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RiverCat Journal : Lights, Camera, Action!

Posted by on July 1, 2013

Current Venue:  Las Vegas
Campground: Thousand Trails

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As Las Vegas breaks the June record for temperatures — 117 yesterday — the A/C  seems to be keeping up!  It has a history of overloading the circuit and, even after rerouting some wires (the previous owner had it on a 15-amp instead of the 20), I’d even tripped it 3-4 times in Phoenix when the temps reached 105.  This was partly due to mismanaging how I run the fan — now I keep it on the lowest setting except when I go to bed.  I also attribute my good fortune to my shade tree…

It still worries me leaving Jeepers here during the day. The one neighbor I’d trust a spare key with has moved on, however.  I may make arrangements with the gatekeeper soon.

I’ve been battling ants!  In fact, only moments ago I was attempting to drown an army in the kitchen sink when 3-4 of them when to work on my fingers.  I just hope the bites don’t produce the welts that I found on my feet and legs this week.  They are about the size of a nickel and would be rather unsightly on hands that are constantly on display at work!  These pests do back off when facing chemical warfare but, because I’m simply not able to keep up with the dishes and housework right now, they keep coming back.

And now, for my FEATURE story…

Things are really hopping at the World Series of Poker.  We have  lot of big tournaments leading up to the Main Event.  Yesterday I had the honor of dealing the TV table for the ladies event.  This is quite a feat in that I was selected despite never “putting in” for it.  Usually this is accomplished by submitting paperwork and hoping to be selected.  But I sort of decided last year when I made my comeback to the WSOP that I’d never “ask” to be noticed.

Well, it seems I caught someone’s eye — amongst 1600 dealers.  In fact, it’s the first time that I recall anyone was ever called out at our large role call meetings to deal a Final Table — usually it’s done more discreetly and bureaucratically. It kind of caught me by surprise.

The day got even weirder.  One of the “top dogs”, a long-time tournament director, came up and shook my hand as if we were old friends.  This is someone that I barely knew years ago when I dealt circuit events for him around the country. In fact, I don’t believe he’d ever spoken to  me more than 10 seconds in previous encounters.  I have no idea what brought all this on…

Of course The Final Table is a media circus — so I got the opportunity to meet some writers.  In fact, I got to meet the king of poker writers, the WSOP media director, Nolan Dalla!  He was more than happy to chat with me about writing careers in poker and gave me some good tips on getting my foot in the door.  He even said to use his name as a reference when I start submitting articles to magazines again (I was very close to getting paying gigs on two occasions and then sort of gave up).   Very cool guy.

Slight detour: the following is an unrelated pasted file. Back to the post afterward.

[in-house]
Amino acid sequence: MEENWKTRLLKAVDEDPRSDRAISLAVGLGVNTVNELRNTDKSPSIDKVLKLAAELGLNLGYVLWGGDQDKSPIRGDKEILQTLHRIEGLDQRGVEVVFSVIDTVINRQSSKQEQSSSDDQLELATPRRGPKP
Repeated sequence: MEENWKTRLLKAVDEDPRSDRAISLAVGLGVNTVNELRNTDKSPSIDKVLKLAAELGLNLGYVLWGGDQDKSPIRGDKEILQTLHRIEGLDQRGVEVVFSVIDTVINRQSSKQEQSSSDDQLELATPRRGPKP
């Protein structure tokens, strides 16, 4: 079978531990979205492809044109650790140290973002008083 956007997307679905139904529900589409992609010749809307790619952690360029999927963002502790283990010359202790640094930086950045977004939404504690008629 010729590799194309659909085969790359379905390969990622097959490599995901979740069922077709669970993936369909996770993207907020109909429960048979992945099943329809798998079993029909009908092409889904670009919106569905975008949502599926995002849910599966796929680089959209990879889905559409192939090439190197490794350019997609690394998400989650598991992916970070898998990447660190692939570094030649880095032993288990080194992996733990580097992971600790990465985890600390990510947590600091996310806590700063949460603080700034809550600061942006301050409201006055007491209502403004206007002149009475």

And then there was the Ladies Championship Final Table.  The setting is a brightly lit stage with media lining two sides (pounding away on their laptops and taking photos with some of the strangest camera equipment I’ve ever seen), stands that can seat about 100 rowdy spectators, and a rope on the other side  for standing-room-only spectators.  The announcer stands behind the dealer and calls all the action.  And, with every turn of the card, the crowd goes absolutely berserk as they cheer on their favorite player.  It’s quite a scene.

There are 3 Final Table dealers rotating in every half-hour.  One deals, one is on break, and the other is on deck.  The “on-deck” dealer is kind of a gopher for the announcer/supervisor and also escorts players to the payout table when they are eliminated.  I dealt adequately enough.  I was a little disoriented by the blinding lights and awkward position of the shuffle machine, which threw off my rhythm a tiny bit — but other than that I was ok.  A couple times I forgot to position the cards right for the all-in TV moments (you have to bring them in close so the camera can show all the cards at once).

Kristen Bicknell, the ladies champ, was a recipient of her first double-up via Yours Truly.  What that means is that she was trailing the other competitors early on and had to go “all-in”  and double her stack to compete again.  Well, she would come all the way back and win the whole thing a couple hours later.  And then the media circus really began!  Photo shoots, TV reporters, and then a second wave of reporters with voice recorders — what a circus…

A good day.  In fact, while my supervisors are all smiles (for whatever reason), today may be a good day to do some real networking as it pertains to advancement at the 2014 World Series of Poker.  I never wanted to be a “suit” before this year, but I think it’s time to cover all my bases…

 

3 Responses to RiverCat Journal : Lights, Camera, Action!

  1. Kyra

    Congrats RiverCat!

  2. RiverCat

    hey thanks Kyra…make it to the northeast yet?

  3. Valerie

    Good job! Hard work, honesty and integrity must have drawn your boss’ attention!

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